8. Cardiac abnormalities assessed by non-invasive techniques in patients with newly diagnosed idiopathic inflammatory myopathies

    DEFF Research Database (Denmark)

    Diederichsen, Louise Pyndt; Simonsen, Jane Angel; Diederichsen, Axel Cosmus Pyndt;

    2015-01-01

    inflammatory myopathies (IIM) by means of non-invasive techniques. METHODS: Fourteen patients with IIM (8 polymyositis, 4 dermatomyositis, 2 cancer-associated dermatomyositis) and 14 gender- and age- matched healthy control subjects were investigated. Participant assessments included a cardiac questionnaire...

  9. Sexual Problems in Cardiac Patients How to Assess, When to Refer

    NARCIS (Netherlands)

    Jaarsma, Tiny; Steinke, Elaine E.; Gianotten, Woet L.

    2010-01-01

    It is increasingly realized that discussing sexuality is an important issue in the holistic care for cardiac patients. In this review article, the conditions of a good assessment of sexual problems are identified such as creating an appropriate environment, ensuring confidentiality, and using approp

  10. Hanford Site baseline risk assessment methodology

    International Nuclear Information System (INIS)

    This methodology has been developed to prepare human health and environmental evaluations of risk as part of the Comprehensive Environmental Response, Compensation, and Liability Act remedial investigations (RIs) and the Resource Conservation and Recovery Act facility investigations (FIs) performed at the Hanford Site pursuant to the Hanford Federal Facility Agreement and Consent Order referred to as the Tri-Party Agreement. Development of the methodology has been undertaken so that Hanford Site risk assessments are consistent with current regulations and guidance, while providing direction on flexible, ambiguous, or undefined aspects of the guidance. The methodology identifies Site-specific risk assessment considerations and integrates them with approaches for evaluating human and environmental risk that can be factored into the risk assessment program supporting the Hanford Site cleanup mission. Consequently, the methodology will enhance the preparation and review of individual risk assessments at the Hanford Site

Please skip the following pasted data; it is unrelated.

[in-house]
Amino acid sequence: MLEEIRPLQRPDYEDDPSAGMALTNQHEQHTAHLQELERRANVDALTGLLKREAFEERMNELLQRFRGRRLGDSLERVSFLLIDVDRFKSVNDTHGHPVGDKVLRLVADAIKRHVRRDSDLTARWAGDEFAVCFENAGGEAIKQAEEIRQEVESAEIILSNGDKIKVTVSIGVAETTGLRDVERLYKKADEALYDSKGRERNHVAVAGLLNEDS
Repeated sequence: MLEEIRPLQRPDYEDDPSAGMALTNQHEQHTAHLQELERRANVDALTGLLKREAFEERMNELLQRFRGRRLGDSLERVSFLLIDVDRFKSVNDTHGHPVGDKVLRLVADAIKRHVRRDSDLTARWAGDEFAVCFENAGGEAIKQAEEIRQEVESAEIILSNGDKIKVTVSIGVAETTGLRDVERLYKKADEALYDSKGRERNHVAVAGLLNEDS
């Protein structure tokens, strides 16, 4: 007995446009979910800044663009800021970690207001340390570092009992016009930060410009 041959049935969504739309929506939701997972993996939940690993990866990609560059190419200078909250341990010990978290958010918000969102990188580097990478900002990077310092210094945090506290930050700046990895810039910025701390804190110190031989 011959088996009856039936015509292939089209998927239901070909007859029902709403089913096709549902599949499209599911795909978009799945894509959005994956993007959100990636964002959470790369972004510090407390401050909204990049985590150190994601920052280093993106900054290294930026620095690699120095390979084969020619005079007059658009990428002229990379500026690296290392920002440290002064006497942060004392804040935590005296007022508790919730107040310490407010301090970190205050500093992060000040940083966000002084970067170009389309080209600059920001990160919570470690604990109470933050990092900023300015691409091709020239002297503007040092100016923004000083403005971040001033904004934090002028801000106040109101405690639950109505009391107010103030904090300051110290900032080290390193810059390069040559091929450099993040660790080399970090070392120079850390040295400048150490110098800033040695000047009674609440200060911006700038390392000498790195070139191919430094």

11. Risk Assessment for an Unmanned Merchant Ship

    Directory of Open Access Journals (Sweden)

    Ø.J. Rødseth

    2015-09-01